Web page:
Municipalities running low on road salt

Don Postles, Jacquie Walker, Mylous Hairston, and Don Paul at a farewell gathering for Mylous.

Keeping the streets clear this winter has taken a lot of salt. At this point, with more snow falling, some cities and towns are struggling to get shipments in fast enough to keep up.

Amherst Highway Superintendent Bob Anderson said, “This winter has been hard on everybody. Our equipment is showing its wear and we have more breakdowns, our people are working night hours and day hours, so they’re getting tired and weary.”

And as the snow piles up, the piles of salt get smaller. In the Town of Tonawanda, the barn is already empty.

Tonawanda Highway Superintendent Bill Swanson said, “We need 200 tons a day to salt all the streets at least once and unfortunately we are only getting a hundred tons a day, so we have to be real careful with how we salt and do things right now.”

The town has a contract with North American Rock Salt and drivers are struggling to bring in their shipments from Canada. As the snow piled up Wednesday, the plow trucks were out non-stop but the salt trucks remained parked.

Until more salt comes in, crews will focus on the main streets and intersections.

“There will be some spots in the middle of the block where they will have to be a little more careful until we get some more salt, but safety wise no, we will have it all along the stop signs and intersections,” Swanson said.

Gernatt Asphalt in Springville sells a sand-salt mixture to many local municipalities.

“We’ve run into the problem where the salt company that we buy from has limited us to 50 tons a day,” said Jeff Gier.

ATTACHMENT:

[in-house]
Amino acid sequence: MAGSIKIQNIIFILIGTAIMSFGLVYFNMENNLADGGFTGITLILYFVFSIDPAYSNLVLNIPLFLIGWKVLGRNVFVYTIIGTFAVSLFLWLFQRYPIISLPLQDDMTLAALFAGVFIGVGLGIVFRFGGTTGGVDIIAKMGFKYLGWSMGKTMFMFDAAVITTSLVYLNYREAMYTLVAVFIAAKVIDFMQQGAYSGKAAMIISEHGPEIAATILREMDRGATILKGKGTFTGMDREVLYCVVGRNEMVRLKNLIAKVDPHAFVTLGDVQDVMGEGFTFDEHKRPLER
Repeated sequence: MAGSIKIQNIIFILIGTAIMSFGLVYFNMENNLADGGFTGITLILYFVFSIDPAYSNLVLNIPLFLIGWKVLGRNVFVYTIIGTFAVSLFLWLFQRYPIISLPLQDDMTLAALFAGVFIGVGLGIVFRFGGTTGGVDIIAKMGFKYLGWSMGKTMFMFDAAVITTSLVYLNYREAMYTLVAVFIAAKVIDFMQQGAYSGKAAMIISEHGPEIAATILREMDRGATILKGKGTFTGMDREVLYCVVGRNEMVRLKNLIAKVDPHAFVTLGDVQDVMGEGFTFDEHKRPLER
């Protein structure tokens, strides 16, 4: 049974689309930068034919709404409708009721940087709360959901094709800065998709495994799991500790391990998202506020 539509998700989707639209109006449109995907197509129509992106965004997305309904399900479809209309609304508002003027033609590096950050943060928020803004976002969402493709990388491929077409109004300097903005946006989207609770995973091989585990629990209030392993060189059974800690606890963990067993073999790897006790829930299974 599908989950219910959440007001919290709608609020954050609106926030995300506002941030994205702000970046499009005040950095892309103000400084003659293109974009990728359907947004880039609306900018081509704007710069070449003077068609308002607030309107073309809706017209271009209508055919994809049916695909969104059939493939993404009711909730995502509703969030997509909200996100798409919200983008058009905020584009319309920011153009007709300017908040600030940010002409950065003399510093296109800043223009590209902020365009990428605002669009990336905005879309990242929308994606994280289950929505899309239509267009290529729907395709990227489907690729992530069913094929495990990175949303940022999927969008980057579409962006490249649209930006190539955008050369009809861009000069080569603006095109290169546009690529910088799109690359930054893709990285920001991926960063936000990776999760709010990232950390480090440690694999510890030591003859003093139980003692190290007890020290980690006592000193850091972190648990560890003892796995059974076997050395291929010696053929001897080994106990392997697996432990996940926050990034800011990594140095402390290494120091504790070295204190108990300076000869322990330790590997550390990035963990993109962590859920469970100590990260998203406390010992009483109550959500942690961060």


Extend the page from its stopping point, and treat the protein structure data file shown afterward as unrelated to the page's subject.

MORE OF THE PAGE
So what is normally a one-to-one mixture has now become three parts sand, one part salt.

Gier said, “We’re really going to push the sand and we’re just trying to keep everybody happy. It’s tough right now. The salt acts as a traction agent. When the salt doesn’t work as well, the sand will give you a good grip on the highway.”

Gernatt Asphalt has received calls from Michigan to Long Island as truck drivers look for salt.

News 4 contacted several other highway departments and many are  starting to run low. In Amherst, Anderson said this January alone, the town used 9,000 tons of salt. Last January Amherst used just under 1,400 tons.

“Although we have enough salt on hand right now it’s a proposition that we have to wait and see and hope this ends very soon,” Anderson said.

All of that extra salt is piling up bills for local highway departments.

Anderson said, “Our budget is to the max right now and of course our budget goes by calendar year, so it begins in January and ends in December. So even if this was the last snow event we have right now we still have to look at November and December as part of our snow season.”

“We only plowed twice last winter and this year in January alone I’ve used just as much money as I did in five months last year,” Swanson added. provides commenting to allow for constructive discussion on the stories we cover. In order to comment here, you acknowledge you have read and agreed to our Terms of Service. Commenters who violate these terms, including use of vulgar language or racial slurs, will be banned. Please be respectful of the opinions of others. If you see an inappropriate comment, please flag it for our moderators to review. Note: Comments containing links are not allowed.

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